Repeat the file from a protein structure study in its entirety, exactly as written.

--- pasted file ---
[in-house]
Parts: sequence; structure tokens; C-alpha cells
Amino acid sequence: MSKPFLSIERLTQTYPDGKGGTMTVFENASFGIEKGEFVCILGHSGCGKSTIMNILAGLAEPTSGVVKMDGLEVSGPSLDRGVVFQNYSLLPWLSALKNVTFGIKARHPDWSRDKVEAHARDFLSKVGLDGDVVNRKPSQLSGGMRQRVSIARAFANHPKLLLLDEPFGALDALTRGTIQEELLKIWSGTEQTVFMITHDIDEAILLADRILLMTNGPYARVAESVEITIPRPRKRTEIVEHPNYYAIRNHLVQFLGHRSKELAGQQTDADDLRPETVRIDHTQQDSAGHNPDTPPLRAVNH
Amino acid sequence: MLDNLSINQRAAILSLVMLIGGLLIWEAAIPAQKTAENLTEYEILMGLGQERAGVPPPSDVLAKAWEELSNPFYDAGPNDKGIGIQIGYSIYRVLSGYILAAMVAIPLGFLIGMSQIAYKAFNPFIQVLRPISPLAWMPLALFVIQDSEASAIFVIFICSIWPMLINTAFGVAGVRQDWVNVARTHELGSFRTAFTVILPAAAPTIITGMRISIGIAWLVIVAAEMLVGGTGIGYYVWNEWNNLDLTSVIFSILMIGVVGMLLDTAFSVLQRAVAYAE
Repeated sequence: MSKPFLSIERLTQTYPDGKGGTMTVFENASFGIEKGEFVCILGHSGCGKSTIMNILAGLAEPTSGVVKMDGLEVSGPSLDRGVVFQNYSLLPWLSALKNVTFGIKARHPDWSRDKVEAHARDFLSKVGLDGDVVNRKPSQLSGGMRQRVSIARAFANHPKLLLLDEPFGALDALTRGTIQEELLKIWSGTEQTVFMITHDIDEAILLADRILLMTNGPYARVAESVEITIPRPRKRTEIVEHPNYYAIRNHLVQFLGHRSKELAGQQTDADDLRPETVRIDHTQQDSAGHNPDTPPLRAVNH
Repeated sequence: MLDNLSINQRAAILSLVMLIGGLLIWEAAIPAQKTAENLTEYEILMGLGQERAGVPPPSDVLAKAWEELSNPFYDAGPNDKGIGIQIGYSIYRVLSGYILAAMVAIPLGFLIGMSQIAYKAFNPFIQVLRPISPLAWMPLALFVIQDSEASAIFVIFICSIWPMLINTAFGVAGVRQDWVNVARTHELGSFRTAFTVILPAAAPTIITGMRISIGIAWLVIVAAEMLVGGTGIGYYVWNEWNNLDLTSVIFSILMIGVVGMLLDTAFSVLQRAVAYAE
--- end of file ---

[in-house]
Parts: sequence; structure tokens; C-alpha cells
Amino acid sequence: MSKPFLSIERLTQTYPDGKGGTMTVFENASFGIEKGEFVCILGHSGCGKSTIMNILAGLAEPTSGVVKMDGLEVSGPSLDRGVVFQNYSLLPWLSALKNVTFGIKARHPDWSRDKVEAHARDFLSKVGLDGDVVNRKPSQLSGGMRQRVSIARAFANHPKLLLLDEPFGALDALTRGTIQEELLKIWSGTEQTVFMITHDIDEAILLADRILLMTNGPYARVAESVEITIPRPRKRTEIVEHPNYYAIRNHLVQFLGHRSKELAGQQTDADDLRPETVRIDHTQQDSAGHNPDTPPLRAVNH
Amino acid sequence: MLDNLSINQRAAILSLVMLIGGLLIWEAAIPAQKTAENLTEYEILMGLGQERAGVPPPSDVLAKAWEELSNPFYDAGPNDKGIGIQIGYSIYRVLSGYILAAMVAIPLGFLIGMSQIAYKAFNPFIQVLRPISPLAWMPLALFVIQDSEASAIFVIFICSIWPMLINTAFGVAGVRQDWVNVARTHELGSFRTAFTVILPAAAPTIITGMRISIGIAWLVIVAAEMLVGGTGIGYYVWNEWNNLDLTSVIFSILMIGVVGMLLDTAFSVLQRAVAYAE
Repeated sequence: MSKPFLSIERLTQTYPDGKGGTMTVFENASFGIEKGEFVCILGHSGCGKSTIMNILAGLAEPTSGVVKMDGLEVSGPSLDRGVVFQNYSLLPWLSALKNVTFGIKARHPDWSRDKVEAHARDFLSKVGLDGDVVNRKPSQLSGGMRQRVSIARAFANHPKLLLLDEPFGALDALTRGTIQEELLKIWSGTEQTVFMITHDIDEAILLADRILLMTNGPYARVAESVEITIPRPRKRTEIVEHPNYYAIRNHLVQFLGHRSKELAGQQTDADDLRPETVRIDHTQQDSAGHNPDTPPLRAVNH
Repeated sequence: MLDNLSINQRAAILSLVMLIGGLLIWEAAIPAQKTAENLTEYEILMGLGQERAGVPPPSDVLAKAWEELSNPFYDAGPNDKGIGIQIGYSIYRVLSGYILAAMVAIPLGFLIGMSQIAYKAFNPFIQVLRPISPLAWMPLALFVIQDSEASAIFVIFICSIWPMLINTAFGVAGVRQDWVNVARTHELGSFRTAFTVILPAAAPTIITGMRISIGIAWLVIVAAEMLVGGTGIGYYVWNEWNNLDLTSVIFSILMIGVVGMLLDTAFSVLQRAVAYAE